Abstract: This paper investigates time variation in the dynamics of international portfolio equity flows. We extend the empirical model of Hau and Rey (2004) by embedding a Markov regime-switching model into the structural VAR. The model is estimated using monthly data from 1995 to 2018, on equity returns, exchange rate returns, and equity flows between the United States and advanced and emerging market economies. We find that the data favor a two-state model where coefficients and shock volatilities switch jointly. In the VAR for flows between the United States and emerging market economies, the estimated states match periods of low and high financial stress, both in terms of the timing of regime switching and in terms of their volatility characteristics. Our main result is that for equity flows between the United States and emerging markets rebalancing dynamics differ between episodes of high and low levels of financial stress. A switch from the low- to the high-stress regime is associated with capital outflows from emerging markets. Once in the high-stress regime, the response of capital flows to exchange rates and stock prices is smaller than in normal (low-stress) periods.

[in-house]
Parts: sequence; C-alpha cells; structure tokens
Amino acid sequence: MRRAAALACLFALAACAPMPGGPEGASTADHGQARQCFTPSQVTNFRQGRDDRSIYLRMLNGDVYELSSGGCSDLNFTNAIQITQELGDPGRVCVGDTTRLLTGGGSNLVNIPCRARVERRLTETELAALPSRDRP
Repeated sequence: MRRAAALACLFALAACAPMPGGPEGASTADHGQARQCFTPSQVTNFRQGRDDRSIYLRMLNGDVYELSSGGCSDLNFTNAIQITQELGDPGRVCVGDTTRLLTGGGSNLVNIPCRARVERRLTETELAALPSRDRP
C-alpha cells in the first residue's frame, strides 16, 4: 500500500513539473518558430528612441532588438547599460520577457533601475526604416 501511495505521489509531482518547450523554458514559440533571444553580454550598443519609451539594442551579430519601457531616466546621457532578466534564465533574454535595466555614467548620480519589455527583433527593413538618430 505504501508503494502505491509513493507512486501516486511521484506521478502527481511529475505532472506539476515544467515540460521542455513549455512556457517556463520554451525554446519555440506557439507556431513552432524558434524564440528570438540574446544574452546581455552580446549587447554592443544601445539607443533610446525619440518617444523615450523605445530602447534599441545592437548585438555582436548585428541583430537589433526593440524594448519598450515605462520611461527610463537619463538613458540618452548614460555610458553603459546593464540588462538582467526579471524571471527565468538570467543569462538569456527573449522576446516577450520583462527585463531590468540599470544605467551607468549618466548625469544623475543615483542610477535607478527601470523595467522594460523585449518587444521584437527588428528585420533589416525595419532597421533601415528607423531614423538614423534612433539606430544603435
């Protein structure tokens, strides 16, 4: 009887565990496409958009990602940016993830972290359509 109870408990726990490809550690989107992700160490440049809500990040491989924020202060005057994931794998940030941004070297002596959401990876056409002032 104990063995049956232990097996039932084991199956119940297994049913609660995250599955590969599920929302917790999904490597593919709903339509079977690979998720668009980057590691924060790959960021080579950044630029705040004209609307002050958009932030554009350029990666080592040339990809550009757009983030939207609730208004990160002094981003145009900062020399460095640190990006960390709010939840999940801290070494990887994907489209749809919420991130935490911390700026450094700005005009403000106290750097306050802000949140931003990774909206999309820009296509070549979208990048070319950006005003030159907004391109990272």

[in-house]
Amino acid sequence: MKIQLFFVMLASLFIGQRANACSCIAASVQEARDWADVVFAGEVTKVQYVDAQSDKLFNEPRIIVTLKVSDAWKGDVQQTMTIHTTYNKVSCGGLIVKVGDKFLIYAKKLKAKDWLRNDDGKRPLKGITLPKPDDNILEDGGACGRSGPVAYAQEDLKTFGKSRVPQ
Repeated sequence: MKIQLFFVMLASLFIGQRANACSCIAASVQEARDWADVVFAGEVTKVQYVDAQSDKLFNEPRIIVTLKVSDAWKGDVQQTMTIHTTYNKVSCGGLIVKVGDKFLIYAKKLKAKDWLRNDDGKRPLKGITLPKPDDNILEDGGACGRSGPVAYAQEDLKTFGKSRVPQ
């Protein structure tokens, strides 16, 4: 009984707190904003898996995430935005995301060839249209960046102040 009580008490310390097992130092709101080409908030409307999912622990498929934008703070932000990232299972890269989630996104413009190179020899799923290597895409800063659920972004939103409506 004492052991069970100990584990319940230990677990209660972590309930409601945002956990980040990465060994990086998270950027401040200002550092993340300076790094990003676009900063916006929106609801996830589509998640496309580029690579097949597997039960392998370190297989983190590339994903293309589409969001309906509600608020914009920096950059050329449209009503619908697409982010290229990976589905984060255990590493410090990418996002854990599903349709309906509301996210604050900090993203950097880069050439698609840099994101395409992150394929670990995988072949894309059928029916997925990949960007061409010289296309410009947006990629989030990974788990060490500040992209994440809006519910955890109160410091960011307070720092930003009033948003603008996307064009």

Keywords: Equity Flows; Exchange Rates; financial stress; Portfolio rebalancing; regime switching; sign restrictions; structural VAR
    JEL: F30 G11 G15
    Date: 2021–02
    URL: http://d.repec.org/n?u=RePEc:cpr:ceprdp:15777&r=
  6. By: Alessio Brini; Daniele Tantari
    Abstract: Classical portfolio optimization often requires forecasting asset returns and their corresponding variances in spite of the low signal-to-noise ratio provided in the financial markets. Deep reinforcement learning (DRL) offers a framework for optimizing sequential trader decisions through an objective which represents its reward function penalized by risk and transaction costs. We investigate the performance of model-free DRL traders in a market environment with frictions and different mean-reverting factors driving the dynamics of the returns. Since this framework admits an exact dynamic programming solution, we can assess limits and capabilities of different value-based algorithms to retrieve meaningful trading signals in a data-driven manner and to reach the benchmark performance. Moreover, extensive simulations show that this approach guarantees flexibility, outperforming the benchmark when the price dynamics is misspecified and some original assumptions on the market environment are violated with the presence of extreme events and volatility clustering.
    Date: 2021–04
    URL: http://d.repec.org/n?u=RePEc:arx:papers:2104.14683&r=
  7. By: Qiutong Guo; Shun Lei; Qing Ye; Zhiyang Fang